More money than ever before was borrowed by first-time buyers last year.
Reports released by the Office for National Statistics (ONS) revealed that a record £53.6bn was lent to first-time buyers in 2016; the highest amount since records began in 2006. This also represents a 13.5% increase on first-time buyer lending in 2015. December was a strong month for the UK housing market, as £4.8bn was borrowed by first-time buyers during the final month and house prices increased dramatically, growing by 7.2% in the year up to December 2016.
Mortgage Lending Increases
The average UK property is listed for £220,000, and despite a slowdown in January 2017, we are seeing a housing market which is staying resilient amid an uncertain financial climate and changes to tax. However, although first-time buyers lending increased rapidly, the growth of home-movers borrowing wasn’t quite as significant. While still showing an upward trend, those moving house borrowed £74.2bn in 2016, which was a 2.2% increase on 2015.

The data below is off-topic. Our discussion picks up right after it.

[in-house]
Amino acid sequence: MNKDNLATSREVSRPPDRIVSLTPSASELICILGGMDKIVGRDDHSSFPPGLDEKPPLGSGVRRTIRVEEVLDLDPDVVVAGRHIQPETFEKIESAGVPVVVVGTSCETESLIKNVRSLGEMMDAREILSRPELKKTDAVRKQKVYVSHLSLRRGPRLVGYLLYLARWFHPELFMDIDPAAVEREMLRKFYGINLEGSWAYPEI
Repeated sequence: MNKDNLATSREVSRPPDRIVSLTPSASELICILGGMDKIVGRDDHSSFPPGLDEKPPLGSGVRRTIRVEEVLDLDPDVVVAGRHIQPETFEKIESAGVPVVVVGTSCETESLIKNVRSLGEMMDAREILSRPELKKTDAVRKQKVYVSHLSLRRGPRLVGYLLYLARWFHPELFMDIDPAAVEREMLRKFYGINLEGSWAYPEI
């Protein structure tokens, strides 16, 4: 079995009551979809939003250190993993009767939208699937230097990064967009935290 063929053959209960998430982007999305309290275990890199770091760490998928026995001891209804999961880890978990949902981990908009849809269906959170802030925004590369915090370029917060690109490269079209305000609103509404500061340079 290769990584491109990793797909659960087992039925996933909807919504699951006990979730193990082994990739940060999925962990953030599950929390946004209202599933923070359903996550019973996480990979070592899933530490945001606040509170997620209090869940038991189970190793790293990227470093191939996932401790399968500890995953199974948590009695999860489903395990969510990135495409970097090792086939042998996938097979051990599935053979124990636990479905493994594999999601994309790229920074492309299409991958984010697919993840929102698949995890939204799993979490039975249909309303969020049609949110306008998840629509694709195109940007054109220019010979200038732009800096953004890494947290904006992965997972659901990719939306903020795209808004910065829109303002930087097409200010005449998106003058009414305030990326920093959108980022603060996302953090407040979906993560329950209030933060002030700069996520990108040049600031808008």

The State of The Housing Market
House prices have risen, which accounts for the increase in money borrowed for mortgages, but in real terms, the actual number of people borrowing money gives us a clearer picture of people’s buying intentions. The number of first-time buyers increased by 8.4% to 339,100, but the number of people moving home fell by 2% to 360,400. The amount of people remortgaging rose to 385,000, which was the largest number since 2009. House prices are also expected to continue to rise in 2017.